September 15 was Batman Day, so we thought we’d take a look at some of the more bizarre and head-shaking moments in the long comic and cinematic history of The Caped Crusader, a.k.a. The Dark Knight, a.k.a. The World’s Greatest Detective, a.k.a. (spoiler alert) Bruce Wayne.
What a bear!
In a 1977 Batman comic book, Batman investigates some potential malfeasance at the Gotham City Christmas tree lighting ceremony. When he gets there, he finds out the rumor are true: a gigantic bear has decided to call the tree home. Does Batman work with animal control to coax the bear out of the tree, offering it salmon, berries, and honey? Nope—Batman goes right up to the bear and punches it in the face. That rightfully gets the Christmas bear pretty angry, and it fights back. While that would just about do in any regular human (or make them run away as fast as their feet could carry them), Batman accepts the challenge and attempts to wrestle the bear. And then the tree itself comes to life to make it a tag-team match, siding with the bear. Somehow, Batman defeats and escapes both angry bear and angry tree. (And in the end, it all turned out to be a mirage cast by a human villain.)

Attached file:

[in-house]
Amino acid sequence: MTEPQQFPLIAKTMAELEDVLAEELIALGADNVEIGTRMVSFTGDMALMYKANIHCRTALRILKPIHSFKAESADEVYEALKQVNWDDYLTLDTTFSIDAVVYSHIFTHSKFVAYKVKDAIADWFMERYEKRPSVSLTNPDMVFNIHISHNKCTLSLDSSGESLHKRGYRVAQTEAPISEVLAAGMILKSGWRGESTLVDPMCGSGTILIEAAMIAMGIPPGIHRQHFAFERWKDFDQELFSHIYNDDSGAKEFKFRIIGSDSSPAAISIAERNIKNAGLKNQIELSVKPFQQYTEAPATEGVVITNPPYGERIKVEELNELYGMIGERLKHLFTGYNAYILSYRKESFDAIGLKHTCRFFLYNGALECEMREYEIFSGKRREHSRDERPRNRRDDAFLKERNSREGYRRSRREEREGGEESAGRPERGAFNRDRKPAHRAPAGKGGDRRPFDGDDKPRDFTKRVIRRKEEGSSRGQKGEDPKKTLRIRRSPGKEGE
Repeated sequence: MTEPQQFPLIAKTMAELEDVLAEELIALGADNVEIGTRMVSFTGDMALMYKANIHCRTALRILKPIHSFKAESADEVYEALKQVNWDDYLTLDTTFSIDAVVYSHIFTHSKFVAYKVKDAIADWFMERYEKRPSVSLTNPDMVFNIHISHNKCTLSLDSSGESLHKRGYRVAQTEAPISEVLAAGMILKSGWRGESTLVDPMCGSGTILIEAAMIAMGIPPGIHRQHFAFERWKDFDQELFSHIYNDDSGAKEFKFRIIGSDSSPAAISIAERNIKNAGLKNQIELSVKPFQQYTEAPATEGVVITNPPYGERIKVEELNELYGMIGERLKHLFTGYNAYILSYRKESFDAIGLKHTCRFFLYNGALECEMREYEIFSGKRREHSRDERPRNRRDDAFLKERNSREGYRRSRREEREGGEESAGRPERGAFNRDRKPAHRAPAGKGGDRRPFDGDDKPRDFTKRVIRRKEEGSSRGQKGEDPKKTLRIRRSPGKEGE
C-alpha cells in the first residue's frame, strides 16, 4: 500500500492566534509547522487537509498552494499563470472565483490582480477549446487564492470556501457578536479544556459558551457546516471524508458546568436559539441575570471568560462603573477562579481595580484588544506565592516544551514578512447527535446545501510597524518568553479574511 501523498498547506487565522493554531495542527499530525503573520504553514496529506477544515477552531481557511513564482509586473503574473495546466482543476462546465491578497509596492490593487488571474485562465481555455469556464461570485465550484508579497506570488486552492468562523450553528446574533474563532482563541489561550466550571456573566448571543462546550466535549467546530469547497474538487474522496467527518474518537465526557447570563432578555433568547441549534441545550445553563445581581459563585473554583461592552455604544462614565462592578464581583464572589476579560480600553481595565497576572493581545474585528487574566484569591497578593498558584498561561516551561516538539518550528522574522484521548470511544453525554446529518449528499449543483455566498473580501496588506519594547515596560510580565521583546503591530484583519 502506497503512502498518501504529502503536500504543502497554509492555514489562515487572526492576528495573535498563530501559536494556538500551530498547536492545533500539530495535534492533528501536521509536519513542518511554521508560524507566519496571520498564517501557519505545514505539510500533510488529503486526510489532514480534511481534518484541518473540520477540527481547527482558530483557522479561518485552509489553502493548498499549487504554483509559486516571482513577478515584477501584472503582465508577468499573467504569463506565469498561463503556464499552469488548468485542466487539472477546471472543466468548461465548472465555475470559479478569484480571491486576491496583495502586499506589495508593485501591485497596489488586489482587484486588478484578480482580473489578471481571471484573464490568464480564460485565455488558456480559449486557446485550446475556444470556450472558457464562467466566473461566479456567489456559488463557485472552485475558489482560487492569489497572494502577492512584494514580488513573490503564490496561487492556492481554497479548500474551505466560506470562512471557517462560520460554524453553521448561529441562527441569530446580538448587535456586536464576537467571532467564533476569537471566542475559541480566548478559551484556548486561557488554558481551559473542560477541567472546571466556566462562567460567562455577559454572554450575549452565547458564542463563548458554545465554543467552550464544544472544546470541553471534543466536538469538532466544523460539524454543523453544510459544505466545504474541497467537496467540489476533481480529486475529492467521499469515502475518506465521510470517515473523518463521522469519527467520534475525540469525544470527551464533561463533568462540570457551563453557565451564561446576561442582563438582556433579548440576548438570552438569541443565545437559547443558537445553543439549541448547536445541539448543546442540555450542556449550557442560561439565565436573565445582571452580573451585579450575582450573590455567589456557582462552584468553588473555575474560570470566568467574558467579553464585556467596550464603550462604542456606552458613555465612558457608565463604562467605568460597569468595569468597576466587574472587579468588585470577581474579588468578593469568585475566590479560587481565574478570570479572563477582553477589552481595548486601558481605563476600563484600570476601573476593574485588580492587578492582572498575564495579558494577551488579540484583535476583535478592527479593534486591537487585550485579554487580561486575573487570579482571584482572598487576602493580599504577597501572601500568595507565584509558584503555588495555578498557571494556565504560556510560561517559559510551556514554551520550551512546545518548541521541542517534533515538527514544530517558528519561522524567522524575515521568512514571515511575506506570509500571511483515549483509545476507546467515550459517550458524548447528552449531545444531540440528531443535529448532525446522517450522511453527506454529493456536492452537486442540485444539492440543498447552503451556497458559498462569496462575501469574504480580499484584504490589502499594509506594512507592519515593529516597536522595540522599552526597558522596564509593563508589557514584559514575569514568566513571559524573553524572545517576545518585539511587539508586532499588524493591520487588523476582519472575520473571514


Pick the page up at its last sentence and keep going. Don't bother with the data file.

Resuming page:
Batman’s rights holder D.C. Comics, has published a series called Elseworlds, imagining its famous heroes in alternate universes and histories. In a 1989 issue, Bruce Wayne and Batman are suddenly traipsing around late 19th century Gotham, where he has to fight off the one guy more fearsome than the Joker: Jack the Ripper. In another, he joins forces with Harry Houdini to fight crime. And then there’s the issue where Batman is re-imagined as 17th century, shark-fighting pirate named Leatherwing.
The enduring popularity of Batman means there’s been a constant stream of Batman action figures hitting toy stores over the past 40 years or so…many not tied to any particular movie, TV show, or comic book plot line. There are a lot that just don’t make sense, then, such as Deep Dive Batman (the hero wears a bright yellow suit—negating his need to hide in the shadows) Slalom Racer Batman (dressed in white and blue and outfitted with skis for some reason), and the parachute-outfitted Sky Dive Batman.
Action! (Never mind.)
The fourth big-screen Batman movie, 1997’s Batman & Robin was so critically trashed and did so poorly at the box office that plans for a fifth movie in the franchise, Batman Unchained, were scrapped. Screenwriter Mark Protosevich penned a script that would have featured the Scarecrow (Nicolas Cage) poisoning Batman (George Clooney) with a “fear toxin,” that caused him to hallucinate himself standing trial before all of the previous movies’ defeated villains, including the Joker, the Penguin, and the Riddler. Rock star Courtney Love would’ve costarred as Harley Quinn, daughter of the Joker and out to avenge her father’s death by killing Batman.